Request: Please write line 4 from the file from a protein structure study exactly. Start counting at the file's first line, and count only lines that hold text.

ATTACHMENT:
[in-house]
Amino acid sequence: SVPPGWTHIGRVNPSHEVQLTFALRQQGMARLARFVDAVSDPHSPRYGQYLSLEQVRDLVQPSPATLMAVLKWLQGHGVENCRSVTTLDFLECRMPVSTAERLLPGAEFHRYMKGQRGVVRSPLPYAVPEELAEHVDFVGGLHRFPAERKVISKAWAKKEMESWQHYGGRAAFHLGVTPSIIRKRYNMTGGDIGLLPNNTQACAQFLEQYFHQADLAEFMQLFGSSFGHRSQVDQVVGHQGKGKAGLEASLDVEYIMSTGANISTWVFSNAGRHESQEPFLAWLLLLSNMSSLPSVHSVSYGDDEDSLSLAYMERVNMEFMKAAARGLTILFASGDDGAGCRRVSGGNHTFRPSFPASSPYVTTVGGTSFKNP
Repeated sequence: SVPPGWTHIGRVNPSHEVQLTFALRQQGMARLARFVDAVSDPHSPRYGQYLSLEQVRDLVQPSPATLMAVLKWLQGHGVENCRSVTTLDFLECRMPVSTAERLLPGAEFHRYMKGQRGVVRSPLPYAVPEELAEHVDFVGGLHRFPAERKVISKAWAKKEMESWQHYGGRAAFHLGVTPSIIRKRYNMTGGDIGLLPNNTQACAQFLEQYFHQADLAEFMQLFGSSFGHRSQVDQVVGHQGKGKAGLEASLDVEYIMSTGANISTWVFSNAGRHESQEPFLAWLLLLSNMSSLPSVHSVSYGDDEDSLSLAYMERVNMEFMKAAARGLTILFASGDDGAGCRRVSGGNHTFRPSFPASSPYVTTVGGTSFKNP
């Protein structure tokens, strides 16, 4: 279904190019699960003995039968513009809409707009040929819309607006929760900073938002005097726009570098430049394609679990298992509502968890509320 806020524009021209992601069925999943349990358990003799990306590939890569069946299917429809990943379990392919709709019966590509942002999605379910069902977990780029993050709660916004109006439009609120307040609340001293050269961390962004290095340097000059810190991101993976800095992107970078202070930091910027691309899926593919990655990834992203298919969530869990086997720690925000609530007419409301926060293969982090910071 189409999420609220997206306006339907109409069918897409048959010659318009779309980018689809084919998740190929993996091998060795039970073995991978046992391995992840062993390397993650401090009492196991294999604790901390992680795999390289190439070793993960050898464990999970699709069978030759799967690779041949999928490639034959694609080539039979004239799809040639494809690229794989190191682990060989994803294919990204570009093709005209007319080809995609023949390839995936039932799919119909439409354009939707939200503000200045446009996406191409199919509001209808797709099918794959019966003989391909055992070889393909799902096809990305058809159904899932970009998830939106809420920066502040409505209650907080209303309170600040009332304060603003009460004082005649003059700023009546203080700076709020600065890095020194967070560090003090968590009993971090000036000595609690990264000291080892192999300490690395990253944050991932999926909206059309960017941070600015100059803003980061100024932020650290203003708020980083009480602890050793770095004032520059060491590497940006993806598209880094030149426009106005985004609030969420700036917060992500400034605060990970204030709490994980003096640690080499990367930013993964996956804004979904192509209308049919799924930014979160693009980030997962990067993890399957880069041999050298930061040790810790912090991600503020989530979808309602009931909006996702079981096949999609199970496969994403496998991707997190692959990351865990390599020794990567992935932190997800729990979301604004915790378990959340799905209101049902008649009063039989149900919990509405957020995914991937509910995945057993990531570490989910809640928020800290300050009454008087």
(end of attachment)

């Protein structure tokens, strides 16, 4: 279904190019699960003995039968513009809409707009040929819309607006929760900073938002005097726009570098430049394609679990298992509502968890509320 806020524009021209992601069925999943349990358990003799990306590939890569069946299917429809990943379990392919709709019966590509942002999605379910069902977990780029993050709660916004109006439009609120307040609340001293050269961390962004290095340097000059810190991101993976800095992107970078202070930091910027691309899926593919990655990834992203298919969530869990086997720690925000609530007419409301926060293969982090910071 189409999420609220997206306006339907109409069918897409048959010659318009779309980018689809084919998740190929993996091998060795039970073995991978046992391995992840062993390397993650401090009492196991294999604790901390992680795999390289190439070793993960050898464990999970699709069978030759799967690779041949999928490639034959694609080539039979004239799809040639494809690229794989190191682990060989994803294919990204570009093709005209007319080809995609023949390839995936039932799919119909439409354009939707939200503000200045446009996406191409199919509001209808797709099918794959019966003989391909055992070889393909799902096809990305058809159904899932970009998830939106809420920066502040409505209650907080209303309170600040009332304060603003009460004082005649003059700023009546203080700076709020600065890095020194967070560090003090968590009993971090000036000595609690990264000291080892192999300490690395990253944050991932999926909206059309960017941070600015100059803003980061100024932020650290203003708020980083009480602890050793770095004032520059060491590497940006993806598209880094030149426009106005985004609030969420700036917060992500400034605060990970204030709490994980003096640690080499990367930013993964996956804004979904192509209308049919799924930014979160693009980030997962990067993890399957880069041999050298930061040790810790912090991600503020989530979808309602009931909006996702079981096949999609199970496969994403496998991707997190692959990351865990390599020794990567992935932190997800729990979301604004915790378990959340799905209101049902008649009063039989149900919990509405957020995914991937509910995945057993990531570490989910809640928020800290300050009454008087």